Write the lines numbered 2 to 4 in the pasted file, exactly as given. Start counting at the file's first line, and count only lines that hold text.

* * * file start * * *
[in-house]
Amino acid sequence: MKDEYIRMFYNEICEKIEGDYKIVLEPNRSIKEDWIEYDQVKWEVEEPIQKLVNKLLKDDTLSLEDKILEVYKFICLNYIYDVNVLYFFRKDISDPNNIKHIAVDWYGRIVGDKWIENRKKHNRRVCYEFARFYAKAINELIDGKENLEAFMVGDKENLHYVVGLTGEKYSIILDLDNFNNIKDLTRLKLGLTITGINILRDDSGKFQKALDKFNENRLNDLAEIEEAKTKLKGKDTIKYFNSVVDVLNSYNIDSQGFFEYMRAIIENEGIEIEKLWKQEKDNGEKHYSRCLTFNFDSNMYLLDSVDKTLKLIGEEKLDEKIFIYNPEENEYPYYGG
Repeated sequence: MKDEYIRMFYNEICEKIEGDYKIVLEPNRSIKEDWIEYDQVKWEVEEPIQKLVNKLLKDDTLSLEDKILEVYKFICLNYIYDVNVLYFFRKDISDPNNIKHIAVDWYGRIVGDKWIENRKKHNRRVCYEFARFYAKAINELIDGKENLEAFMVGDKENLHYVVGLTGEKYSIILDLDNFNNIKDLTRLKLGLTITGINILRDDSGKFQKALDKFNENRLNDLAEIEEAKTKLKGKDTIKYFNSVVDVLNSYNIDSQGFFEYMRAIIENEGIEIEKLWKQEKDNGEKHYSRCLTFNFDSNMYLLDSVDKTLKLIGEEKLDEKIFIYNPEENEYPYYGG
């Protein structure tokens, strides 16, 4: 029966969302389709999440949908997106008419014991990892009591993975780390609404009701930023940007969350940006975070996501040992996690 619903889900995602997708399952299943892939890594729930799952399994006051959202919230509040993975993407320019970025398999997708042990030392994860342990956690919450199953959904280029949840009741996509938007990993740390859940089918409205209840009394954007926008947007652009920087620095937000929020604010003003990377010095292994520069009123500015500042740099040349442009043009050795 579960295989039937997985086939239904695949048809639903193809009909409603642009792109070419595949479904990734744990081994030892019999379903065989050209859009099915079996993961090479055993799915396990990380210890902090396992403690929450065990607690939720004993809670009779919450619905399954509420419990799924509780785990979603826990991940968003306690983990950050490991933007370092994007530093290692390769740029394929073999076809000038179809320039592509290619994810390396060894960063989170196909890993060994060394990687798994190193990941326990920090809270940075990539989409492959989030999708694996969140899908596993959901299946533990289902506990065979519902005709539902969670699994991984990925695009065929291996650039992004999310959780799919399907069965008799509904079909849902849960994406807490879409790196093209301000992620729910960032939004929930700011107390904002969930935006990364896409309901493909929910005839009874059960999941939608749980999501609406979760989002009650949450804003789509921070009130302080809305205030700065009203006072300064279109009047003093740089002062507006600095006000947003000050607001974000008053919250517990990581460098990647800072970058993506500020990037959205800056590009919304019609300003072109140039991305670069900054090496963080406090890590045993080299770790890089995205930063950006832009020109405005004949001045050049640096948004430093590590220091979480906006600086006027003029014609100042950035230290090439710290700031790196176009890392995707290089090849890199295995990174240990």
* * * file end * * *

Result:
Amino acid sequence: MKDEYIRMFYNEICEKIEGDYKIVLEPNRSIKEDWIEYDQVKWEVEEPIQKLVNKLLKDDTLSLEDKILEVYKFICLNYIYDVNVLYFFRKDISDPNNIKHIAVDWYGRIVGDKWIENRKKHNRRVCYEFARFYAKAINELIDGKENLEAFMVGDKENLHYVVGLTGEKYSIILDLDNFNNIKDLTRLKLGLTITGINILRDDSGKFQKALDKFNENRLNDLAEIEEAKTKLKGKDTIKYFNSVVDVLNSYNIDSQGFFEYMRAIIENEGIEIEKLWKQEKDNGEKHYSRCLTFNFDSNMYLLDSVDKTLKLIGEEKLDEKIFIYNPEENEYPYYGG
Repeated sequence: MKDEYIRMFYNEICEKIEGDYKIVLEPNRSIKEDWIEYDQVKWEVEEPIQKLVNKLLKDDTLSLEDKILEVYKFICLNYIYDVNVLYFFRKDISDPNNIKHIAVDWYGRIVGDKWIENRKKHNRRVCYEFARFYAKAINELIDGKENLEAFMVGDKENLHYVVGLTGEKYSIILDLDNFNNIKDLTRLKLGLTITGINILRDDSGKFQKALDKFNENRLNDLAEIEEAKTKLKGKDTIKYFNSVVDVLNSYNIDSQGFFEYMRAIIENEGIEIEKLWKQEKDNGEKHYSRCLTFNFDSNMYLLDSVDKTLKLIGEEKLDEKIFIYNPEENEYPYYGG
């Protein structure tokens, strides 16, 4: 029966969302389709999440949908997106008419014991990892009591993975780390609404009701930023940007969350940006975070996501040992996690 619903889900995602997708399952299943892939890594729930799952399994006051959202919230509040993975993407320019970025398999997708042990030392994860342990956690919450199953959904280029949840009741996509938007990993740390859940089918409205209840009394954007926008947007652009920087620095937000929020604010003003990377010095292994520069009123500015500042740099040349442009043009050795 579960295989039937997985086939239904695949048809639903193809009909409603642009792109070419595949479904990734744990081994030892019999379903065989050209859009099915079996993961090479055993799915396990990380210890902090396992403690929450065990607690939720004993809670009779919450619905399954509420419990799924509780785990979603826990991940968003306690983990950050490991933007370092994007530093290692390769740029394929073999076809000038179809320039592509290619994810390396060894960063989170196909890993060994060394990687798994190193990941326990920090809270940075990539989409492959989030999708694996969140899908596993959901299946533990289902506990065979519902005709539902969670699994991984990925695009065929291996650039992004999310959780799919399907069965008799509904079909849902849960994406807490879409790196093209301000992620729910960032939004929930700011107390904002969930935006990364896409309901493909929910005839009874059960999941939608749980999501609406979760989002009650949450804003789509921070009130302080809305205030700065009203006072300064279109009047003093740089002062507006600095006000947003000050607001974000008053919250517990990581460098990647800072970058993506500020990037959205800056590009919304019609300003072109140039991305670069900054090496963080406090890590045993080299770790890089995205930063950006832009020109405005004949001045050049640096948004430093590590220091979480906006600086006027003029014609100042950035230290090439710290700031790196176009890392995707290089090849890199295995990174240990």